The long treble crochet stitch, also called the extended treble, quadruple treble, or triple treble crochet, is an extra-tall crochet stitch often found in vintage patterns, especially when working with different granny square crochet patterns. This tall stitch works up quickly due to its height, making it ideal for whipping up scarves and other openwork patterns.
When creating knitwear from long treble crochet stitches, the finished fabric won't look as tight as that made with single or double crochet stitches since the treble stitches are so long and create a more netted texture. However, they are a fun way to add variety to your work, and in addition to vintage crochet patterns, the long treble crochet stitch works well with market tote bags, baby blankets, spring cardigans and more.
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Although it might seem complicated, the long treble crochet stitch is achievable by absolute beginners, especially when creating small and simple DIY crochet projects, such as granny square shawls and blankets. We'll go over the basics for treble crochet and then get into how to actually use the stitch.
So, grab your crochet hooks and let's get started!
Is treble crochet the same as triple crochet?
Treble crochet and triple crochet stitches are the same stitches. They refer to the number of times you pull through stitches on your crochet hook. With the classic treble crochet stitch, you wrap your hook twice, insert your hook and pull up a loop. Then, you pull through two stitches at a time three times in a row to create the treble stitch.
A long treble crochet works in a similar manner except you wrap your hook three times instead of two. Then, you pull up a loop and pull through two, repeating this process four times.
In a crochet pattern, abbreviations for a classic treble crochet and long treble crochet stitches are TR and LTR.
How to make a long treble crochet stitch:
A long treble crochet stitch is similar to the treble crochet except you start with three loops on your hook rather than two. This is essentially a quadruple crochet stitch (it's even referred to as a quadruple treble crochet stitch), as it's one step higher than the classic treble stitch. In this step-by-step crochet tutorial, we show you how to make a long treble crochet stitch that you can either practice in a sample or incorporate into a project.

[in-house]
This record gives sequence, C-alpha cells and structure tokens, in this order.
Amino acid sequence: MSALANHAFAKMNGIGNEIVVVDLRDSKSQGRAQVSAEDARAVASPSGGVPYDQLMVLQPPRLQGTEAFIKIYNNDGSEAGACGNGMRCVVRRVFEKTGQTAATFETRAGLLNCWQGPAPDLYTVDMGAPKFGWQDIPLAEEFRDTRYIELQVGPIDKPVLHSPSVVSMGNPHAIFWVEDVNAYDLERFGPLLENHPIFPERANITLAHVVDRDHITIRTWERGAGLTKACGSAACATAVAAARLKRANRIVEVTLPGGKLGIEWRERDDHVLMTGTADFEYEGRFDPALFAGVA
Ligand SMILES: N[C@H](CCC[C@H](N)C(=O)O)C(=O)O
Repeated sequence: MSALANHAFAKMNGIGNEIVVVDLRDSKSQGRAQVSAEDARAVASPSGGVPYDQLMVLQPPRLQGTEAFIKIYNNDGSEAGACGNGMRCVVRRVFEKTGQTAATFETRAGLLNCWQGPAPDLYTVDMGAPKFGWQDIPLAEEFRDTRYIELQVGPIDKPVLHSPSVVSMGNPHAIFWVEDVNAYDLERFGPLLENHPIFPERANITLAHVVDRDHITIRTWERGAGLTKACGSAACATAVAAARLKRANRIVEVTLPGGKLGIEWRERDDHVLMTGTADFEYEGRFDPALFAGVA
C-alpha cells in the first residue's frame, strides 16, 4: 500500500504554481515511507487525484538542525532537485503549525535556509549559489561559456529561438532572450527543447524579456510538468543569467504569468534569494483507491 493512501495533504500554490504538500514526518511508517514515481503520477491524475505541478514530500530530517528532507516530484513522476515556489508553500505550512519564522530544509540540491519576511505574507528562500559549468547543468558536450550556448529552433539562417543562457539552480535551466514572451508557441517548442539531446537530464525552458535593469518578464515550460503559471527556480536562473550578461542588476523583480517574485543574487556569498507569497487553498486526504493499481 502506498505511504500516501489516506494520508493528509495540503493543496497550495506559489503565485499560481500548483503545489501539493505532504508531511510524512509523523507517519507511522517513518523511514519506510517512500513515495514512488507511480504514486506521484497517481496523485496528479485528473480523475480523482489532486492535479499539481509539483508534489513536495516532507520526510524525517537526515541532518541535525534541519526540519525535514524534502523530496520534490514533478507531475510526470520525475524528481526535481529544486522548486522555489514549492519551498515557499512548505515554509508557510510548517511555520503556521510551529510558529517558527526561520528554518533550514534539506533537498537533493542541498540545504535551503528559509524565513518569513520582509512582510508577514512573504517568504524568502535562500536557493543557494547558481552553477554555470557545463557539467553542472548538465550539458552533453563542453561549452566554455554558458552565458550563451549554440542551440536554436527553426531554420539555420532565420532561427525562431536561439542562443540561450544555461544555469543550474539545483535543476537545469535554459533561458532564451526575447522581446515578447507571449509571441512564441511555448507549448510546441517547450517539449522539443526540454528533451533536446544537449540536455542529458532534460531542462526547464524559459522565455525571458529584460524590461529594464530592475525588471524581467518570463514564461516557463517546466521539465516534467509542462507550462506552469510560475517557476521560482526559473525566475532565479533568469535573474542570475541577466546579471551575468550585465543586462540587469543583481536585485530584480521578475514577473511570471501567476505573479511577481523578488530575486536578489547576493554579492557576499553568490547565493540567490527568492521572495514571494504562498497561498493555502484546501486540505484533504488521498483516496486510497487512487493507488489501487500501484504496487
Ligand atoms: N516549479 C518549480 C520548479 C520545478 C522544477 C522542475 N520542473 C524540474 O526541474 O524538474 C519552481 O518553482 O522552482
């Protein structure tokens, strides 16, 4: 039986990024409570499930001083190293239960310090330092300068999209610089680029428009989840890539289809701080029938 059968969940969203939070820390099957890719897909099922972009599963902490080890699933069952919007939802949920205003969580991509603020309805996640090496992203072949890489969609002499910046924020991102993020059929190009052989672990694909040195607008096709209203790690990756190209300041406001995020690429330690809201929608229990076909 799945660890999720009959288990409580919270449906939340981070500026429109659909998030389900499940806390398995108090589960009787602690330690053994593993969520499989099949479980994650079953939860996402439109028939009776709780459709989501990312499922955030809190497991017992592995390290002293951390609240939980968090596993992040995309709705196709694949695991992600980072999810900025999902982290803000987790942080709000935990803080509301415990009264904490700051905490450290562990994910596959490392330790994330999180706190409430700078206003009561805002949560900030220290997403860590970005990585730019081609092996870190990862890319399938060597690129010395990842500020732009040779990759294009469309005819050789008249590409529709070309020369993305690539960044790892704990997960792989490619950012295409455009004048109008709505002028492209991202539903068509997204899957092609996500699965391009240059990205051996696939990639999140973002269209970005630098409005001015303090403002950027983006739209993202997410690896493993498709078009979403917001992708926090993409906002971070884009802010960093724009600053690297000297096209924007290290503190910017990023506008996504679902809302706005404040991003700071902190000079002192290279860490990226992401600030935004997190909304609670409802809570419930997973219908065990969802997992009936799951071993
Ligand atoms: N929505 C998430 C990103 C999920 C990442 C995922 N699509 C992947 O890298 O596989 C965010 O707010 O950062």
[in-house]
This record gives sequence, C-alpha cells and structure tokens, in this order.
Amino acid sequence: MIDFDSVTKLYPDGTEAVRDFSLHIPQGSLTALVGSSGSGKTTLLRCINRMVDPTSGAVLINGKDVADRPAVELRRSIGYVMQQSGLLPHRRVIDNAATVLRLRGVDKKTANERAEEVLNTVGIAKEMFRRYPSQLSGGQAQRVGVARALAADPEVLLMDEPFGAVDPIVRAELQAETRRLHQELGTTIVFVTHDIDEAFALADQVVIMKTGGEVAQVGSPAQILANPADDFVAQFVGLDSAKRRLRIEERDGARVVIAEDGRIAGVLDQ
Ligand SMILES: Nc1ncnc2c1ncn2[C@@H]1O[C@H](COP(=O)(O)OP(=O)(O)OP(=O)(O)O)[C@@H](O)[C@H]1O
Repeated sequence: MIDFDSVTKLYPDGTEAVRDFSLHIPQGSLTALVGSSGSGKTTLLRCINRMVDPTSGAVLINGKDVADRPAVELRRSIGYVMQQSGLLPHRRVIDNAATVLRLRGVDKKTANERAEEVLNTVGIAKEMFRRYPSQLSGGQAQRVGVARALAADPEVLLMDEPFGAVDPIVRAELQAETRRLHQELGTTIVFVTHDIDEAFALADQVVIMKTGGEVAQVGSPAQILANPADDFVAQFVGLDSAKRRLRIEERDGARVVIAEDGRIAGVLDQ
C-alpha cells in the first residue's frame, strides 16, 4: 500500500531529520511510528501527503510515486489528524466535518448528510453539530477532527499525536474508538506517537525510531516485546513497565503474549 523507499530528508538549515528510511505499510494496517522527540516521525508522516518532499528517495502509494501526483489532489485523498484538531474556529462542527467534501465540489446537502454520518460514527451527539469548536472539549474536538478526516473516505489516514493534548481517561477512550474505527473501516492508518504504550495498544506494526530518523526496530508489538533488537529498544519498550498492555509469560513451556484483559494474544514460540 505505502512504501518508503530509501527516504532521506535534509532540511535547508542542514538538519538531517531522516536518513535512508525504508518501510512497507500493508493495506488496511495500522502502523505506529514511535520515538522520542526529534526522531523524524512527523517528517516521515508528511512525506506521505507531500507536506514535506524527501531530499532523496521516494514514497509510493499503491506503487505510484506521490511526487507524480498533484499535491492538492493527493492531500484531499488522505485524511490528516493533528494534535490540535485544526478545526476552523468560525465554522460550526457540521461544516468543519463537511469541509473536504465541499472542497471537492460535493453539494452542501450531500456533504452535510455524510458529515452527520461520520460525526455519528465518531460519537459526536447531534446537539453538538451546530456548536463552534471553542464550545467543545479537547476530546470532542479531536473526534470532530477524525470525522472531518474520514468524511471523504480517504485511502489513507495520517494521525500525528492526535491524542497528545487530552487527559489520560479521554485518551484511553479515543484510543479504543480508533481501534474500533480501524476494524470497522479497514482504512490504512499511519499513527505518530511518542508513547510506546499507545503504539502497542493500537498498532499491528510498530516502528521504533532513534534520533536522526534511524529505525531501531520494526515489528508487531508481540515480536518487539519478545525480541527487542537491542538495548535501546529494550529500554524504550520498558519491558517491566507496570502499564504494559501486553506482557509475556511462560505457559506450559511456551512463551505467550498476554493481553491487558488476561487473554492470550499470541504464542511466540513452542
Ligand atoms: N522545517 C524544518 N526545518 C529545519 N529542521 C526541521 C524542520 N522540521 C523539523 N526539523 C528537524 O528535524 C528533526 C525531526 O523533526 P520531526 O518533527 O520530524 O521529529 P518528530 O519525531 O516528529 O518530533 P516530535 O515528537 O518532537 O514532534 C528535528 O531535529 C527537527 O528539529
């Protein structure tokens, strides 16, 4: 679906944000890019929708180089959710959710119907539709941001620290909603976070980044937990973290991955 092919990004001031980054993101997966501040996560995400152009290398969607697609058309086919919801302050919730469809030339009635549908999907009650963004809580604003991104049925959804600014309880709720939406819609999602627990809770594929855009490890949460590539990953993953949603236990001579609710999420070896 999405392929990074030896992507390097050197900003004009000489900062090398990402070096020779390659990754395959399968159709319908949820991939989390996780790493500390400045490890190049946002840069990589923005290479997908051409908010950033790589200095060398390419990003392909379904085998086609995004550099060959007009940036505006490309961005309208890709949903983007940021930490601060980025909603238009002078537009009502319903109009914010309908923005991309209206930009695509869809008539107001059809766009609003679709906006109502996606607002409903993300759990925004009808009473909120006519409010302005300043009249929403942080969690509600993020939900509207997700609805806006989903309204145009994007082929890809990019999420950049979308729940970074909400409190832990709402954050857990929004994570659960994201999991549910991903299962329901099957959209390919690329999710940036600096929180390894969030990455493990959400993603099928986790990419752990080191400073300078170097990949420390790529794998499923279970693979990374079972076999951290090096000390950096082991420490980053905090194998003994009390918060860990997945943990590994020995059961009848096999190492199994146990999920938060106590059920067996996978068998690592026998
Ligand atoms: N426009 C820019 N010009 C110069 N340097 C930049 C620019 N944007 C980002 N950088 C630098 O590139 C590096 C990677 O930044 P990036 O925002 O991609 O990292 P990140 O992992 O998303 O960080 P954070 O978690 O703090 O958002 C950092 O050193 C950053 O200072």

Things You'll Need
1. Create a foundation row
Before creating long treble crochet stitches, start with a foundation row. This can include a slip knot followed by a foundation chain that you then work your treble crochet stitches into as the first row, or it can include a row of previous basic crochet stitches, such as single crochet stitches, half double crochet stitches or double crochet stitches.
If you start with a foundation chain, be sure to add three extra chain stitches at the end—this will ensure the side of your first row has enough height to make the height of the long treble crochet stitch. In this sample (pictured above), we created a foundation chain of 10 plus three additional chain stitches.
When working with a previous row of crochet stitches, you still need to add that side height. When you reach the end of your row, chain three stitches and then turn your work to begin the long treble crochet stitches.
2. Wrap yarn around the crochet hook three times
Similar to a half double crochet or double crochet stitch, you begin by wrapping yarn around the crochet hook before inserting it into a stitch. For the long treble, wrap the yarn around the crochet hook three times.
3. Insert hook into the next stitch
If you're working with a foundation chain, skip the first three stitches and then insert your hook into the fourth stitch. For crochet projects with previous rows, make sure to chain three before flipping your work and then insert your hook (after wrapping it three times) into the first stitch on the row.
4. Draw up a loop
Yarn over counterclockwise on the crochet hook and pull it through the stitch to draw up another loop. At this point, you should have five loops on your hook.
5. Wrap yarn and pull through the first two stitches
With five loops on your hook, wrap the hook counterclockwise again and pull this loop through the first two loops on your crochet hook. Continue wrapping once and pulling through two stitches at a time until only one stitch remains on your hook. This completes the first treble crochet stitch on your row.
6. Repeat steps 1–5 to create the next long treble crochet stitch
Moving on to the next stitch, follow steps 1 through 5 to create a second treble crochet stitch. Don't forget to chain three at the end of the row before turning your work and starting a new row of long treble crochet stitches.
Repeat to continue your long treble crochet stitch.